The journey of Indonesian edutech startup Mungilmu began when Azka Madihah’s young daughter suddenly refused to go to the playgroup, even though she had only been enrolled for a month.
While looking for a new school that suits her child’s needs, Madihah then developed her own pre-school learning materials.
“I developed a curriculum for the duration of one year, with thematic approach that includes all the practical skills that a child in pre-school age needs to have. Starting with the themes that they love, such as animals, family, transportation,” Madihah tells e27 in an email interview.
“And then I realised that other parents might also needed this type of curriculum,” she adds.
Madihah also noticed an issue with Indonesian education sector, where children are being pushed to excel academically even before they enter kindergarten, with strong emphasis on their reading, writing, and mathematical skills.
Children’s cognitive, motoric, language, and social-emotional skills are often being left behind, thanks to this trend.
The young mother then teamed up with co-founder Siti Hanifah Muslikhah to build an O2O platform for early childhood education.
Mungilmu works on a subscription basis. It provides learning materials in form of contents that parents can download and print, for their children to study and play with.
An example of Mungilmu content is learning about the alphabet by pretending to fish in fresh water, using makeshift fishing rod and paper fish. Another example is learning how to count by pretending to sell tickets to enter a zoo.
The contents are being sent to users on a weekly basis, with a different theme every time.
Mungilmu contents are suitable for both home-schooled children and children enrolling in conventional school, whose parents are looking for a better alternative to learn through play.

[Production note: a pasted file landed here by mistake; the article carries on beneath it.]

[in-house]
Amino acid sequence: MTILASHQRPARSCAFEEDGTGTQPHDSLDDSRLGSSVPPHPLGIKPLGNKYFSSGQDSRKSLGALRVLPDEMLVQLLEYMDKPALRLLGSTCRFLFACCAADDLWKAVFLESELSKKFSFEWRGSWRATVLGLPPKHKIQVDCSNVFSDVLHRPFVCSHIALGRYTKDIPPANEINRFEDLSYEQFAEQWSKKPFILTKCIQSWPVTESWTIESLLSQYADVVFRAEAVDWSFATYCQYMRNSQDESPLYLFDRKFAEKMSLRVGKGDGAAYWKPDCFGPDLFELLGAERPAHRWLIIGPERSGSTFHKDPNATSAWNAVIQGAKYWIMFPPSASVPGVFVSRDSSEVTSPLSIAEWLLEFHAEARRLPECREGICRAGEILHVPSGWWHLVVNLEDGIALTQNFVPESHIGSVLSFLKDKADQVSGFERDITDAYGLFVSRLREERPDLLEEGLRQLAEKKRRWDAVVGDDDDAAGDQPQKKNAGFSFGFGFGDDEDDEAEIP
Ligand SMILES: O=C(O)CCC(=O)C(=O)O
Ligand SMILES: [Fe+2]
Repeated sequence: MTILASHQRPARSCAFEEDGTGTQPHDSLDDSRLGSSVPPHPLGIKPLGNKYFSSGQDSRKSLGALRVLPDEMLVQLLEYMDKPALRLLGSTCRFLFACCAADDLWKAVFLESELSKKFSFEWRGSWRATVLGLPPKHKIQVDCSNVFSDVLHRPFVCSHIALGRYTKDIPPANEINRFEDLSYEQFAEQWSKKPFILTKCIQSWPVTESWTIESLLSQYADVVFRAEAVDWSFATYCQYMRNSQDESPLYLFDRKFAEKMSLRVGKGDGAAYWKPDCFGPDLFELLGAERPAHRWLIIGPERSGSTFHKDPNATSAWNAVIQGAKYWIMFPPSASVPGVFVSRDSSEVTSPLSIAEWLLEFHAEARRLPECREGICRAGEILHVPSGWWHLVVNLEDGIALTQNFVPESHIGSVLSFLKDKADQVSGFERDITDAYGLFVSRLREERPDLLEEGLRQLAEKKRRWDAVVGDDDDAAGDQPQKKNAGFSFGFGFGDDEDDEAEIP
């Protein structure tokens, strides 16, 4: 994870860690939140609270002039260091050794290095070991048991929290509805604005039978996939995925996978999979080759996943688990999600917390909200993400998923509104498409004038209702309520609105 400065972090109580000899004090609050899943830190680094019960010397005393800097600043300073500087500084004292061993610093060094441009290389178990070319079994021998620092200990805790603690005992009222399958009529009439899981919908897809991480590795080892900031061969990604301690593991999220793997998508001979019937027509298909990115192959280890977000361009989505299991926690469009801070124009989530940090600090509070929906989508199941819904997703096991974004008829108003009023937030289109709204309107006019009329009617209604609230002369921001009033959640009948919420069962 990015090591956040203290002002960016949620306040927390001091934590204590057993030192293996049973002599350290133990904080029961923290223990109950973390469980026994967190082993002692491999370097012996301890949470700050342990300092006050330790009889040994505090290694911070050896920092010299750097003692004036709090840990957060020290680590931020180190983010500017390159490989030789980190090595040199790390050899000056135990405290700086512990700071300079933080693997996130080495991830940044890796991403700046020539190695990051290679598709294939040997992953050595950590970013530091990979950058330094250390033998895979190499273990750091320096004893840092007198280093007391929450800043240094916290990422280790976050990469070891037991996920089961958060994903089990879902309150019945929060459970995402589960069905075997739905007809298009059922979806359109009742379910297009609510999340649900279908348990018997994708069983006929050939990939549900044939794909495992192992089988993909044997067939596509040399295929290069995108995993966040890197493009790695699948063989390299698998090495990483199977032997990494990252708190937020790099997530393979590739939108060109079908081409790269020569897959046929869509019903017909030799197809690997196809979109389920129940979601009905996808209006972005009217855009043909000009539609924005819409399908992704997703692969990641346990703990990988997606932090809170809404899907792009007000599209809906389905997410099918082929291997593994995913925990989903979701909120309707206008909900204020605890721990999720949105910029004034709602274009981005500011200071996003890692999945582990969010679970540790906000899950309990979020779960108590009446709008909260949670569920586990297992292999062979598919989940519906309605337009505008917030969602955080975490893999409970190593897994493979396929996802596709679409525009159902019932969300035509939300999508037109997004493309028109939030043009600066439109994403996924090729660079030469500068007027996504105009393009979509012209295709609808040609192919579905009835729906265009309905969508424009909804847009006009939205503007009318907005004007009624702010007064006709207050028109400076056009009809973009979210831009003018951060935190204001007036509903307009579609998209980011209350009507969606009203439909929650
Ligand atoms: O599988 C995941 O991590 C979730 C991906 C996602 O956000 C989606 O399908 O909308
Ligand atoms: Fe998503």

“Today there is a generation of young parents with increasing awareness of the importance of home-based early childhood education. But due to their busy schedule, they have no time to look for learning resource and a comprehensive curriculum for their children,” Madihah says.
“Mungilmu wants to help kids learn happily. By simply printing, cutting, and pasting materials from Mungilmu, parents can start playing with their children,” she adds.
Initially Mungilmu contents are only available as digital material in PDF form for parents to download and print. But with Indonesia being a mobile-first market, many parents were unable to print the contents simply because they do not own a printer back at home.
Mungilmu then solve this challenge by providing the option to deliver the content as a printed material via post service.
The platform also offers licenses for playgroups and day-care to use their contents to teach and play with children on class.
“We are perhaps the only kindergarten in Indonesia which students and teachers have never met before. We are also a kindergarten without a school building,” Madihah says.
And the idea seems to have worked. The platform managed to secure more than 1,500 students, with the majority of them being in Greater Jakarta Area and Bandung.
It has also helped parents solve some common child developmental woes.
Several parents claimed that their children were able to get rid of their gadget addiction after using materials provided by Mungilmu, though the startup did not intend to solve this particular problem.